Rumi, that guide to passion and love
whose words are as Salsabil to throats athirst,
said, ‘The poetry in which there is fire
originates from the heat of "He is God!"
That chant transforms rubbish into a rose-garden, 705
that chant throws into confusion the spheres,
that chant bears testimony to the Truth,
bestows on beggars the rank of kings.
Through it the blood courses swifter in the body,
the heart grows more aware of the Trusty Spirit. 710
Many a poet through the magic of his art
is a highwayman of hearts, a devil of the glance.
The poet of India-God help him,
and may his soul lack the joy of speech! —
has taught love to become a minstrel, 715
taught the friends of God the art of Azar.
His words are a sparrow’s chirp, no ardour or anguish;
the people of passion call him a corpse, not a man.
Sweeter than that sweet chant which knows no mode
are the words which you utter in a dream. 720
The poet’s nature is all searching,
creator and nourisher of desire;
the poet is like the heart in a people’s breast,
a people without a poet is a mere heap of clay.
Ardour and drunkenness embroider a world; 725
poetry without ardour and drunkenness is a dirge.
If the purpose of poetry is the fashioning of men,
poetry is likewise the heir of prophecy.’
I said, ‘Speak again also of prophecy,
speak again its secret to your confidant.’ 730
He said, ‘Peoples and nations are his signs,
our centuries are things of his creation.
His breath makes stones and bricks to speak;
we all are as the harvest, he the sown field.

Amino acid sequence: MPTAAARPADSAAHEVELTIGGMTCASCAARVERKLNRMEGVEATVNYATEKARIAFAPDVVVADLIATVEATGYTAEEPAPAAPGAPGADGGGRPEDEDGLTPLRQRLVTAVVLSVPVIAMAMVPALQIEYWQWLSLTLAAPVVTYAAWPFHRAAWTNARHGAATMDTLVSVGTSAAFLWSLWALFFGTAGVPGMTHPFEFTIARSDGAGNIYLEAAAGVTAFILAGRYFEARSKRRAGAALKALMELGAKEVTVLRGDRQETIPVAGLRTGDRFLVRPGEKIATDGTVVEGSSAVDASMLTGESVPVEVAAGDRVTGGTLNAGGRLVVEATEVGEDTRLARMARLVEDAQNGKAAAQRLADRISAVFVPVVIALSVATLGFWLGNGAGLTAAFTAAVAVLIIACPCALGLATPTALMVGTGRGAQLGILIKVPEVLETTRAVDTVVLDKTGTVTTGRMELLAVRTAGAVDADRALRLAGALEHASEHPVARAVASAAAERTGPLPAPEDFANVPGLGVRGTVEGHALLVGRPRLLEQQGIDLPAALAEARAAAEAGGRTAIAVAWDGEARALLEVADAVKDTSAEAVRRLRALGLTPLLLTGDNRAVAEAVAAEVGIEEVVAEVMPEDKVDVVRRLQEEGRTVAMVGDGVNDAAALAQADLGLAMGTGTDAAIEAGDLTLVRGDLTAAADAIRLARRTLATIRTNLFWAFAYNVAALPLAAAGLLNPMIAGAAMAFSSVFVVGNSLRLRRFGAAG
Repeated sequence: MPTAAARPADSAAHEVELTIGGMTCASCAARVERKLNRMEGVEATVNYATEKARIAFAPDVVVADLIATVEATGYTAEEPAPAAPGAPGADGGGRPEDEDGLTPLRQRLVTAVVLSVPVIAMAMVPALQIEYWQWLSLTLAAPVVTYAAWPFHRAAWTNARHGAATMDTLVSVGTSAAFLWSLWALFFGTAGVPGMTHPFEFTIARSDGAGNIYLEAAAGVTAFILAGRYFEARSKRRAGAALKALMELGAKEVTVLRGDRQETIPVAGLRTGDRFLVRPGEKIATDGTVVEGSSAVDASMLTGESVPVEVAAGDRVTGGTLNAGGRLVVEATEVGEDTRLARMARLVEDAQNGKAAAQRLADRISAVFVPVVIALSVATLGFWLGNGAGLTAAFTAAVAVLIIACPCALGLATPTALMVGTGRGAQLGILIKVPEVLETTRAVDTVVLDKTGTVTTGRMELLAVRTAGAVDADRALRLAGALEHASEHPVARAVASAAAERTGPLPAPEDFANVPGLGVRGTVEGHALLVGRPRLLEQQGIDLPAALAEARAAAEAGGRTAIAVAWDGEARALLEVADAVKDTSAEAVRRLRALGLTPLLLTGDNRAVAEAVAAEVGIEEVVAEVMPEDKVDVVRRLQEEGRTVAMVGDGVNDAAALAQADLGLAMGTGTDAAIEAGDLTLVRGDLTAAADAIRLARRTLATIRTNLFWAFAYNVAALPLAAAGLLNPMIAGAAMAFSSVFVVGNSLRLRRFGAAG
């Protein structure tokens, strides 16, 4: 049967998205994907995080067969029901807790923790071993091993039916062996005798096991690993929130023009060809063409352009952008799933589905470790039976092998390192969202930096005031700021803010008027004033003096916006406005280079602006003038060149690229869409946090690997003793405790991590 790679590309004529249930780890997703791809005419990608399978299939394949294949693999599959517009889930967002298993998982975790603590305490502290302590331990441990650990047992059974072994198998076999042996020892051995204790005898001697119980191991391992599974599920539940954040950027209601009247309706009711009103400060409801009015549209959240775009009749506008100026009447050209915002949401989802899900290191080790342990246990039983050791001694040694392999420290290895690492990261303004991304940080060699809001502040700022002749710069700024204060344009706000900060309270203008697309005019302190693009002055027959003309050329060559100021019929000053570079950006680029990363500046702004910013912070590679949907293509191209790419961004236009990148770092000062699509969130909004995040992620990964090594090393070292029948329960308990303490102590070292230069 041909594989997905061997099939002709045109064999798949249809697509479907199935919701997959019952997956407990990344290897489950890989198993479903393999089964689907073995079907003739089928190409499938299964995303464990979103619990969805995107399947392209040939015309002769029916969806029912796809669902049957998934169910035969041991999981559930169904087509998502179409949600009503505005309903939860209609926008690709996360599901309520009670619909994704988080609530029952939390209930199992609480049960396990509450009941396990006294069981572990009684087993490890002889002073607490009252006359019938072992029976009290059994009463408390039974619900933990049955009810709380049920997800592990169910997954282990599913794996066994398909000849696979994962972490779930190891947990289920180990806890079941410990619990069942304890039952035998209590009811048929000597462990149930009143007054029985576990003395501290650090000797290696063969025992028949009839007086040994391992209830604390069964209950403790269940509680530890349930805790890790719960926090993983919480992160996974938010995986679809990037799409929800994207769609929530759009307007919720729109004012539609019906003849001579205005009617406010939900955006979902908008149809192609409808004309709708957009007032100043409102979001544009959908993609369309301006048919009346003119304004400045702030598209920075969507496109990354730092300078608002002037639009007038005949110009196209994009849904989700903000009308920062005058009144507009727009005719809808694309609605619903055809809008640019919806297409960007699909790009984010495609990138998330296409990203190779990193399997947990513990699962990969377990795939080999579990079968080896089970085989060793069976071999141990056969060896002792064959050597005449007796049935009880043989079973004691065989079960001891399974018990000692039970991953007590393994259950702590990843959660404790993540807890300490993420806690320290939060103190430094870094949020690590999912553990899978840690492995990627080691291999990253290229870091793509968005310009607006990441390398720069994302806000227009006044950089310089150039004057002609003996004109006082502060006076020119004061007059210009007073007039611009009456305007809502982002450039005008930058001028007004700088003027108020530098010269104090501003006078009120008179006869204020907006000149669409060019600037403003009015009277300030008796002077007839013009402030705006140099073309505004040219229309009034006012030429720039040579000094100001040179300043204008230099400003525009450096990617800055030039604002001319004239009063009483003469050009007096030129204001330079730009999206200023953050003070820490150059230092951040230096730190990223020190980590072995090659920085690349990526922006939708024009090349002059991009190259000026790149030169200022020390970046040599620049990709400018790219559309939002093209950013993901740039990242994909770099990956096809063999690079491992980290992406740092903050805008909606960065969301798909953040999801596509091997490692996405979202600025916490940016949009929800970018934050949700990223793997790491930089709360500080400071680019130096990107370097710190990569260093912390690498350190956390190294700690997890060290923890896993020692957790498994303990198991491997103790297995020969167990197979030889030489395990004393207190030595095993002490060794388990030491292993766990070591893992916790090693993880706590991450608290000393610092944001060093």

He purifies the bones and fibres, 735
gives to the thoughts the wings of Gabriel;
the mutterings within the hearts of creatures
upon his lip become Star, Light, and Pluckers.
To his sun there is no setting, none;
to his denier never shall come perfection. 740
God’s compassion is the company of his freemen,
the wrath of God is his impetuous blow.
Be you Universal Reason itself, flee not from him,
for he beholds both body and soul together.
Stride then more nimbly on the road to Yarghamid 745
that you may see that which must be seen—
engraved upon a wall of moonstone
behold the four Tasins of prophecy.’
Yearning knows its own way without a guide,
the yearning to fly with the wings of Gabriel; 750
for yearning the long road becomes two steps,
such a traveller wearies of standing still.
As if drunk I strode out towards Yarghamid
until at last its heights became visible.
What shall I say of the splendour of that station? 755
Seven stars circle about it unceasingly;
the Carpet-angels are inly lit by its light,
its dust’s collyrium brightens the eyes of the Throne-angels.
God gave to me sight, heart and speech,
gave me the urge to search for the world of secrets; 760
now I will unveil the mysteries of the universe,
I will tell you of the Tawasin of the Apostles.